Mom spread green Easter grass in the bottom and then made a little pile of jelly beans, a little pile of malt balls, and a little pile of bubble gum eggs along with a few Peeps and Reeses peanut butter eggs and a sprinkling of little, foil-covered, chocolate eggs. Each tray had a little strip of paper with our name on it and she hid them in the house (inside the dryer, the game closet, the kitchen cupboard, under the couch, etc.) and when we woke up Easter morning we looked until we found our “basket.” I’d seen rabbits in the yard. I’d seen rabbits in the pasture. I’d seen rabbits in the fields. I’d seen rabbits in the sagebrush. I’d seen rabbits crossing the road. I knew there was no way a rabbit could hop and carry a tray (let alone ten for each one of us kids) and still keep the candy in neat little piles. No sir, there was no such thing as an Easter Bunny. Reindeer that could fly, yes. But an Easter Bunny that could deliver neat piles of candy on a tray, no.

However there is one part of Easter that made perfect sense to me and that was the story of Jesus being resurrected from the tomb. That was believable. That was real. Incredible as it was, that was something I could grasp as a child and cling to as an adult. It doesn’t matter whether or not others believe it or say it isn’t so, Jesus Christ is real and so was his life, death, and resurrection. And while some stories get better and better with age, the story of Jesus’ resurrection was just as marvelous and powerful and true then as it is now.

There are many stories within the story of that first Easter. Each powerful. Each beautiful.  

One of my favorites was when Jesus had just finished that incredible prayer in the Garden of Gethsemane the night before he was crucified. Typically in Christendom, that Last Supper and prayer in the Garden is celebrated today. After the Passover dinner, Peter, James, and John went with Christ to Gethsemane and waited just outside the gate as He went into the garden to pray and make an Atonement for us.

Shortly after the experience, when Savior rejoined the apostles, Judas Iscariot, also one of his apostles, brought the crowd to arrest Jesus. Peter, who was often impulsive, saw what the crowd intended to do and protectively drew his sword.  To defend the Savior, Peter cut off one of the servant's ears. I imagine there was a cry of pain, clutching of the wound, and a lot of blood (being a head wound and all) besides chaos and shouting. But in the midst of all that the Savior told Peter, “Put up thy sword into the sheath: the cup which my Father hath given me, shall I not drink it?” and then carefully touched the man’s ear and healed him. Amazing.  And completely believable.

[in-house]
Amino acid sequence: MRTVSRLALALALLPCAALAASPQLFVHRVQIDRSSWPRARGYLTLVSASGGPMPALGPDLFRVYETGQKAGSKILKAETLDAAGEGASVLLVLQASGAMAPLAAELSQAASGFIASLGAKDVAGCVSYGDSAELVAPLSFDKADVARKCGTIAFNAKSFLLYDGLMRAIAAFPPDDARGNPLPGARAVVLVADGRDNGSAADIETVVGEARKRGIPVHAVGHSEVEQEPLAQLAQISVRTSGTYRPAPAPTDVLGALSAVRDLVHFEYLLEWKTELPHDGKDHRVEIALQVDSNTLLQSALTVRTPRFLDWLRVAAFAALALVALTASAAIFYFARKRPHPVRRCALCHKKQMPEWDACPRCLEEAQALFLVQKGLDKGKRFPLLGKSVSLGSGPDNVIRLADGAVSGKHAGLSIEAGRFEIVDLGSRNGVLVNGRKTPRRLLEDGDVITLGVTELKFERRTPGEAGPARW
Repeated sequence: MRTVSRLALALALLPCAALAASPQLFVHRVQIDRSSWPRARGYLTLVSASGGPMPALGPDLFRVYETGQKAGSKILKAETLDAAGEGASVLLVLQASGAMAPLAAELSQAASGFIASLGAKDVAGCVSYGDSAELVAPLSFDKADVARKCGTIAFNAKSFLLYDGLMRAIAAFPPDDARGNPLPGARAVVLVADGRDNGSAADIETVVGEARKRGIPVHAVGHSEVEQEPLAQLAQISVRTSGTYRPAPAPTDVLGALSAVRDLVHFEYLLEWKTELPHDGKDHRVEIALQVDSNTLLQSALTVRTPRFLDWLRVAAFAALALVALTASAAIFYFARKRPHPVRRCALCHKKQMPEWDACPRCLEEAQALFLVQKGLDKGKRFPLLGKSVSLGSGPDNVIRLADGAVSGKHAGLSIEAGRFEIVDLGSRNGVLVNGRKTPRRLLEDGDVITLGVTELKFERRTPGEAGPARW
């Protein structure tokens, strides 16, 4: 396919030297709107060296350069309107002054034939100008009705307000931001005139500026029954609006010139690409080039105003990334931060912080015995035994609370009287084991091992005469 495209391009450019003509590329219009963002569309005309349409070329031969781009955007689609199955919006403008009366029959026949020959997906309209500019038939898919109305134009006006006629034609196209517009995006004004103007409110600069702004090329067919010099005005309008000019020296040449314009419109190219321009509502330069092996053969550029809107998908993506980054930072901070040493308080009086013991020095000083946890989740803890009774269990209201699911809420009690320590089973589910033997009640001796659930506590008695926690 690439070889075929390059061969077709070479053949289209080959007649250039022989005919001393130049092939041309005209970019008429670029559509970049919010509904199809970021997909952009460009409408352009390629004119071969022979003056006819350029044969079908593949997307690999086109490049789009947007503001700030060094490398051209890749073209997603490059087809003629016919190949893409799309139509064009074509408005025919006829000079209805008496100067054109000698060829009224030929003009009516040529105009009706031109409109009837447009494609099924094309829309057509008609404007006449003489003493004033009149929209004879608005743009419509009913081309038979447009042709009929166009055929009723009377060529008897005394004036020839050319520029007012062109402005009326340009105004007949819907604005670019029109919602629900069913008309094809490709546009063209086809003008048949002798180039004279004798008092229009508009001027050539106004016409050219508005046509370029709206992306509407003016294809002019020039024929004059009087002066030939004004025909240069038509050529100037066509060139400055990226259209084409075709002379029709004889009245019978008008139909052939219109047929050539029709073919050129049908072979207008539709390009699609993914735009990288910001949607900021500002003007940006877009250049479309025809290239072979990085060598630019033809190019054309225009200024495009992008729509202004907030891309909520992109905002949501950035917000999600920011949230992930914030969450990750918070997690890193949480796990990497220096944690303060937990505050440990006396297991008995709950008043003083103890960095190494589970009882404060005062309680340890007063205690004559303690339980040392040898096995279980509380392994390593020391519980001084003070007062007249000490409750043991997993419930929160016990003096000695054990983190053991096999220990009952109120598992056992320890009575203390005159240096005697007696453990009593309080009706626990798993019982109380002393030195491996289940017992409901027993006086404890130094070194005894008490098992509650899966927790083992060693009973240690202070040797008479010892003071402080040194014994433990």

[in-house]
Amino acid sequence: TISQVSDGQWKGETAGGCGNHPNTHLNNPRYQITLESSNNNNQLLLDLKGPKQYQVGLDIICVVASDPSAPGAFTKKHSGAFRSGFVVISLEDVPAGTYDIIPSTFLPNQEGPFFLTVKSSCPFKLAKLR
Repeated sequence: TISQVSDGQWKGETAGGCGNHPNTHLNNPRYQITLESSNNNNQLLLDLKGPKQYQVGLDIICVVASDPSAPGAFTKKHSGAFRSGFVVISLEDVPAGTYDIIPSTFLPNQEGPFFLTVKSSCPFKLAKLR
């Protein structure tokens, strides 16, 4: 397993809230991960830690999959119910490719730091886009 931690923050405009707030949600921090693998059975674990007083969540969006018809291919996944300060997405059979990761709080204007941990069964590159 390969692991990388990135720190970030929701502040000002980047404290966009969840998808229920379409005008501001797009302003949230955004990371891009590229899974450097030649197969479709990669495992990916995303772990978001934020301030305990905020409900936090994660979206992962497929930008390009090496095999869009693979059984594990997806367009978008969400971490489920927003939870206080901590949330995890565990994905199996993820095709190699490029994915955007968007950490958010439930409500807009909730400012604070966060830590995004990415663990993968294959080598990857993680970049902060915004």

I love that part of the Gethsemane story for three reasons:

One: it reminds me that the Savior has the capabilities to calm and heal no matter the circumstances, no matter the problem.  

Two: it reminds me that when I’m like Peter, exuberant and naive, the Lord can correct my follies and teach me to do better in the process. 

Three: the Lord never loses sight of His purpose.  Never.  Every soul is great in the sight of God.

The best part of this story is it's true.  I don't have to pretend, I don't have to wonder, all I have to do is believe.  

Wednesday, April 1, 2015

Wednesday Homemaking Tip - Prepare

The scriptures don't really say what the Savior did on this day of what we now call Holy Week, but in the book of Matthew the Parables of the Ten Virgins, Talents, and Sheep and Goats come right before the Passover. It makes sense, knowing He would soon be gone from the earth, that He would spend the day teaching those parables to prepare His followers for His Second Coming.  Regardless of when he taught them, the Parables prepare us for Christ's Second Coming.

The Parable of the Ten Virgins has always been sobering to me.  Being left out of a good thing is serious business.  When I was a girl, I couldn't figure out why the wise virgins, if they were so good and wise, didn't share their oil with the others.  Or, why the girls who didn't have enough oil didn't just latch themselves on to someone who did, or at least walk right in their shadow.  Later I learned there are some things you just can't give to another.  The oil represented their commitment to the Savior and you can't give that to someone else.  You can't give your faith, nor your knowledge. You can't give your experiences or your understanding. You can't give your obedience or your Christlike attributes.  There are some things in life that you can't beg, borrow, or steal, you have to gain them for yourself. So it was with the virgins, so it is with me.